Emerging Parallels in the American Health Care and Legal-Judicial Systems
Hadorn, David C.
American Journal of Law and Medicine. 1992; 18(1 & 2): 73-96.
The structure and principal decision-making processes of the American health care system have, in recent years, evolved to closely resemble those of the legal-judicial system. This transformation reflects important common values that underlie both systems, including the values of life and liberty. This article analyzes quasi-legal features of the health care system and draws conclusions about how those features might be used to address the problem of health care rationing. It concludes that coverage rules, if properly developed, can provide the sort of objective framework necessary to evaluate claims of health care needs. This article also demonstrates that by defining legitimate health care needs, society can thereby potentially eliminate or forestall the need to ration necessary care. This can be achieved by using carefully developed coverage rules, rather than the informal rules currently in place, in conjunction with already existing due process methods for interpreting and implementing those rules.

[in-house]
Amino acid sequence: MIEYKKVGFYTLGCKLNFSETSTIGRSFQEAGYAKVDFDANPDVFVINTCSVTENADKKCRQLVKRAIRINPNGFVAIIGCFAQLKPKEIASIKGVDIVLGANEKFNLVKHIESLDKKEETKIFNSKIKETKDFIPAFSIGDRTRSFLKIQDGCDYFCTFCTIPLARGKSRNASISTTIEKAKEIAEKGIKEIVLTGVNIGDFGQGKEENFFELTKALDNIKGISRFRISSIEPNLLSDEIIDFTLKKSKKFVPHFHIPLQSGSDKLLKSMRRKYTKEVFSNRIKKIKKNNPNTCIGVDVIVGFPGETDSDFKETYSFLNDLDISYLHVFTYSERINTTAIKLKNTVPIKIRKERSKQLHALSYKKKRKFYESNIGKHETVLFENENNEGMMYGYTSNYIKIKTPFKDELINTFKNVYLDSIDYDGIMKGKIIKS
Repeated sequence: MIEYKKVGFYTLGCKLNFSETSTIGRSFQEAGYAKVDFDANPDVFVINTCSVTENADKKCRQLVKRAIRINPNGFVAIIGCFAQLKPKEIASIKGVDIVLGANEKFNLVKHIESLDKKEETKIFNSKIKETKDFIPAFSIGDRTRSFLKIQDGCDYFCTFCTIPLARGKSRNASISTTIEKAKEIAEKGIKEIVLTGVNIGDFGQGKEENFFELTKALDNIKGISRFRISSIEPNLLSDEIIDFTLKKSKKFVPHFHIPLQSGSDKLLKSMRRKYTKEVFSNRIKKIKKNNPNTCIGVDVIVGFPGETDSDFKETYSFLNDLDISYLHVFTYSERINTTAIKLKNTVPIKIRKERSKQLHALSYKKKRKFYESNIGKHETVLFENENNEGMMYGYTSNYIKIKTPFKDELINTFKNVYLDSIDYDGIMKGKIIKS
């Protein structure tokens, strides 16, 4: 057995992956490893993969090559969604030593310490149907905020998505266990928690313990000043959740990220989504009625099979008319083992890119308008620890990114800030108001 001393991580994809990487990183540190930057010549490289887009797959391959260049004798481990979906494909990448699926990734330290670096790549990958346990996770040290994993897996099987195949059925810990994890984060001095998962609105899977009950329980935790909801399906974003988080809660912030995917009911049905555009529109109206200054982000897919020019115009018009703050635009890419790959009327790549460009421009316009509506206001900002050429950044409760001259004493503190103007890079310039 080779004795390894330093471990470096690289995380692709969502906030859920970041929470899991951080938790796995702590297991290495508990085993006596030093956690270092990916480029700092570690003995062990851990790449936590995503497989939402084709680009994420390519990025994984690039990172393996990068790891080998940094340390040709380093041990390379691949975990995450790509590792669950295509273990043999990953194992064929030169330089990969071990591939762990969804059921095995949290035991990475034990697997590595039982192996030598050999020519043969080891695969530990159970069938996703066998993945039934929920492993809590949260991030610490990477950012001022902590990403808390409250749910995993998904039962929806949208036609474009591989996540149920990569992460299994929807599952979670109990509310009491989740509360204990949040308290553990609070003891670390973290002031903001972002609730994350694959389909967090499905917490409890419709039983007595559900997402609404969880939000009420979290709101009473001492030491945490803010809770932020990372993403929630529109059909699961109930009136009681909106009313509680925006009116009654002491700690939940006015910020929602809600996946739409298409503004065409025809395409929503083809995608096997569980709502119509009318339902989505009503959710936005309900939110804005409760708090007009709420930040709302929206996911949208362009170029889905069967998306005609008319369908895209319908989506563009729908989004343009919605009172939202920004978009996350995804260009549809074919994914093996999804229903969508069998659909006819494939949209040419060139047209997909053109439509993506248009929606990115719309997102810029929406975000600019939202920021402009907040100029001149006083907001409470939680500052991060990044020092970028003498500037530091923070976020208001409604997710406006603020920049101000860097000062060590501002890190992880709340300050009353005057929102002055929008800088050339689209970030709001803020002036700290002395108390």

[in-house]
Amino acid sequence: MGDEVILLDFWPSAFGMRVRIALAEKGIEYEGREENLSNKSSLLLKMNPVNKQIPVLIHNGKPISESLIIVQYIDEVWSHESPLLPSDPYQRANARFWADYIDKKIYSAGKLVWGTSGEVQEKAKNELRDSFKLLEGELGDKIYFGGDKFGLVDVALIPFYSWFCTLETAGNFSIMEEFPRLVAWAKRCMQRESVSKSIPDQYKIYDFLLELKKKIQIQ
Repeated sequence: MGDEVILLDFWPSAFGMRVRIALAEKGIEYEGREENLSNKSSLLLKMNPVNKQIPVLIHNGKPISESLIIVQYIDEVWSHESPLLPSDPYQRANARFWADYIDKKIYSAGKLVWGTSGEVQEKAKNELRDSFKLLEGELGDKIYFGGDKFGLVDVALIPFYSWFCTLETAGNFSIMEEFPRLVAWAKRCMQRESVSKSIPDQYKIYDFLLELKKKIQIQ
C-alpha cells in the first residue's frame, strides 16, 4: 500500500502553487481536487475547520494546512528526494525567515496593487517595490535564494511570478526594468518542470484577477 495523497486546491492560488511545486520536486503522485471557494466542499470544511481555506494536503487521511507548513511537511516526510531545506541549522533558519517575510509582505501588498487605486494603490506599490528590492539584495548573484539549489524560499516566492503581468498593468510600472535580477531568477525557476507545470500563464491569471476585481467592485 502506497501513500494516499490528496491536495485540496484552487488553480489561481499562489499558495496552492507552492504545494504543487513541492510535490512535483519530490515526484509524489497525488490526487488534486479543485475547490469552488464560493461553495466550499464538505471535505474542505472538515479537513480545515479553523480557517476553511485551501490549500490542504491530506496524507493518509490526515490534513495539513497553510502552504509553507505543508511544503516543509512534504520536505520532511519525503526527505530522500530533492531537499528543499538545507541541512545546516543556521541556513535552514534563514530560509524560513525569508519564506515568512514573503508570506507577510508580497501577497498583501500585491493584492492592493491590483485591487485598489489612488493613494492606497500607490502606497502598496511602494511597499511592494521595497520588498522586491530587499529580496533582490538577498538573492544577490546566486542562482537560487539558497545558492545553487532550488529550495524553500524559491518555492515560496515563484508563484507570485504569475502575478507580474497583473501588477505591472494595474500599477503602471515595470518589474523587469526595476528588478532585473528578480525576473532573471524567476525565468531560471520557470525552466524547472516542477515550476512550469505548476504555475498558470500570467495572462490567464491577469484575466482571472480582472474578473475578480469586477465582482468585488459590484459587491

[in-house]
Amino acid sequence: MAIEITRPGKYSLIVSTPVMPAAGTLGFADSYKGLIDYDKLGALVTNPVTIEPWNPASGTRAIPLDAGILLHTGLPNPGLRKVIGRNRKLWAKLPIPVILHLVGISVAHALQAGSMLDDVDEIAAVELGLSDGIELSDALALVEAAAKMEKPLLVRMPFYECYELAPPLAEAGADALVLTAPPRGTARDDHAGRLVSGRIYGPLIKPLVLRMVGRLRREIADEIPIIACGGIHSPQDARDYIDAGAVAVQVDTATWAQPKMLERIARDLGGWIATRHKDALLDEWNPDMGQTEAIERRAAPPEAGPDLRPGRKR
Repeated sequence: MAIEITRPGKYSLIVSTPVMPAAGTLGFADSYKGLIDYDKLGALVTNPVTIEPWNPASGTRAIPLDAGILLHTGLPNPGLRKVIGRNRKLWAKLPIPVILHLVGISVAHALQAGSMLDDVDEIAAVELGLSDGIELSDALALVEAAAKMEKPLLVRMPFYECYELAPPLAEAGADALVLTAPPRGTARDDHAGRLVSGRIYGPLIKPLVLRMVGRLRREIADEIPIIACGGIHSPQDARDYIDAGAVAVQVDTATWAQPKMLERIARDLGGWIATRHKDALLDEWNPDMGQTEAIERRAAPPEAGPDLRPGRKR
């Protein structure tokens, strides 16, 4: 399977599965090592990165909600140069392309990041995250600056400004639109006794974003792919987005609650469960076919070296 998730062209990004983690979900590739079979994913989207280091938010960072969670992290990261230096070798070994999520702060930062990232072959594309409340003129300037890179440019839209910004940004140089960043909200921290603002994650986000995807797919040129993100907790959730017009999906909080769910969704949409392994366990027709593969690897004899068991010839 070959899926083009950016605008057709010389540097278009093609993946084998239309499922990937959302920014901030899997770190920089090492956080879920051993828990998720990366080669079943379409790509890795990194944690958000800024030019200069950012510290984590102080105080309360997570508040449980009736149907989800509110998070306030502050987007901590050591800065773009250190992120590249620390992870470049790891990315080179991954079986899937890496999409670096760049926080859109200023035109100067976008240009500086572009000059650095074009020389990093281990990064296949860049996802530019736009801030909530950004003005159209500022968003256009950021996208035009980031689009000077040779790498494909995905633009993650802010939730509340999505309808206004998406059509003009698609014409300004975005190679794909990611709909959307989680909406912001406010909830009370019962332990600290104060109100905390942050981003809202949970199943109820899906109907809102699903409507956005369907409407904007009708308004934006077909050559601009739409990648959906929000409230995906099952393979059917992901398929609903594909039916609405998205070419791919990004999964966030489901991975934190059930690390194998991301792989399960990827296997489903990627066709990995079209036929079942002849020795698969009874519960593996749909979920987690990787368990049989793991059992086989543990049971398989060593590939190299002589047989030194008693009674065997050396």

Advisory Committees; Common Good; Costs and Benefits; Due Process; Economics; Freedom; Government; Government Regulation; Guidelines; Health; Health Care; Health Care Delivery; Health Insurance; Health Care Rationing; Indigents; Insurance; Justice; Law; Legal Aspects; Legislation; Life; Medicine; Methods; Obligations of Society; Patients; Physicians; Policy Analysis; Public Participation; Regulation; Resource Allocation; Selection for Treatment; Standards; Values;
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